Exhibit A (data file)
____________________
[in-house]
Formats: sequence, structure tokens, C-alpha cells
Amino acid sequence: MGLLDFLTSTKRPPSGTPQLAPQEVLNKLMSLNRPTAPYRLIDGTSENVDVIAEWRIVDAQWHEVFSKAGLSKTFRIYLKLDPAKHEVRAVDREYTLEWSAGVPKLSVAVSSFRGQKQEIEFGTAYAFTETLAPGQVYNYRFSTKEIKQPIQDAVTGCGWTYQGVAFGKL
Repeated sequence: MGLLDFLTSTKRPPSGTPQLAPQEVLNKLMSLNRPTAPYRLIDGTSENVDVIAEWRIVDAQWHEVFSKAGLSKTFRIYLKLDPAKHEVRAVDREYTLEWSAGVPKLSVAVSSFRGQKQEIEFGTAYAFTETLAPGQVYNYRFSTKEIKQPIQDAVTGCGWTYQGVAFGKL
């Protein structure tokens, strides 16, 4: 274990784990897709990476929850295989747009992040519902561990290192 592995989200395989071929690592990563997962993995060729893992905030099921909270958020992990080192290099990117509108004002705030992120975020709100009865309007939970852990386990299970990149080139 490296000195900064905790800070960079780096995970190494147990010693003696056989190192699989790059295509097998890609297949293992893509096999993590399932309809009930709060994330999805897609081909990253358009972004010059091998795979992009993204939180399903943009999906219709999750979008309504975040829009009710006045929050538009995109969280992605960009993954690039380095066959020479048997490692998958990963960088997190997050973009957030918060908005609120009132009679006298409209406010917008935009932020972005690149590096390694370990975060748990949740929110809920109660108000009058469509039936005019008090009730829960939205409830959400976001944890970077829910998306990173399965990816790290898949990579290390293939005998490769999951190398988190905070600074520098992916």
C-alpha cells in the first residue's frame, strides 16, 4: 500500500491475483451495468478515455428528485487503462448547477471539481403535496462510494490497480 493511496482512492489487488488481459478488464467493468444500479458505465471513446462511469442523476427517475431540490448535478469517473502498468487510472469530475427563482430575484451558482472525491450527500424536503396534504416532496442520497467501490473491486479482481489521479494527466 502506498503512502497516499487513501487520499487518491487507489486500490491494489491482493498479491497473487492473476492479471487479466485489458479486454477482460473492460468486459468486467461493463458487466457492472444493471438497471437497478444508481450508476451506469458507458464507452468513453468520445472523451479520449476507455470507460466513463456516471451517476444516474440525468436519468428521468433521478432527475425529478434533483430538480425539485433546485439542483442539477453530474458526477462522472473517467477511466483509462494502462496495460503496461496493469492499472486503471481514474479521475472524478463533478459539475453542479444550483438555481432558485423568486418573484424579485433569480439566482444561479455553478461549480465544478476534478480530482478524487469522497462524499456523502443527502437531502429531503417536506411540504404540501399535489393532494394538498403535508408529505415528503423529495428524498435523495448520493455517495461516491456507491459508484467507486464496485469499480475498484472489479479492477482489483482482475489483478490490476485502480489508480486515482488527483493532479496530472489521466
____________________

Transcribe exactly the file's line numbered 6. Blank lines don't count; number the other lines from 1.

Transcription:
C-alpha cells in the first residue's frame, strides 16, 4: 500500500491475483451495468478515455428528485487503462448547477471539481403535496462510494490497480 493511496482512492489487488488481459478488464467493468444500479458505465471513446462511469442523476427517475431540490448535478469517473502498468487510472469530475427563482430575484451558482472525491450527500424536503396534504416532496442520497467501490473491486479482481489521479494527466 502506498503512502497516499487513501487520499487518491487507489486500490491494489491482493498479491497473487492473476492479471487479466485489458479486454477482460473492460468486459468486467461493463458487466457492472444493471438497471437497478444508481450508476451506469458507458464507452468513453468520445472523451479520449476507455470507460466513463456516471451517476444516474440525468436519468428521468433521478432527475425529478434533483430538480425539485433546485439542483442539477453530474458526477462522472473517467477511466483509462494502462496495460503496461496493469492499472486503471481514474479521475472524478463533478459539475453542479444550483438555481432558485423568486418573484424579485433569480439566482444561479455553478461549480465544478476534478480530482478524487469522497462524499456523502443527502437531502429531503417536506411540504404540501399535489393532494394538498403535508408529505415528503423529495428524498435523495448520493455517495461516491456507491459508484467507486464496485469499480475498484472489479479492477482489483482482475489483478490490476485502480489508480486515482488527483493532479496530472489521466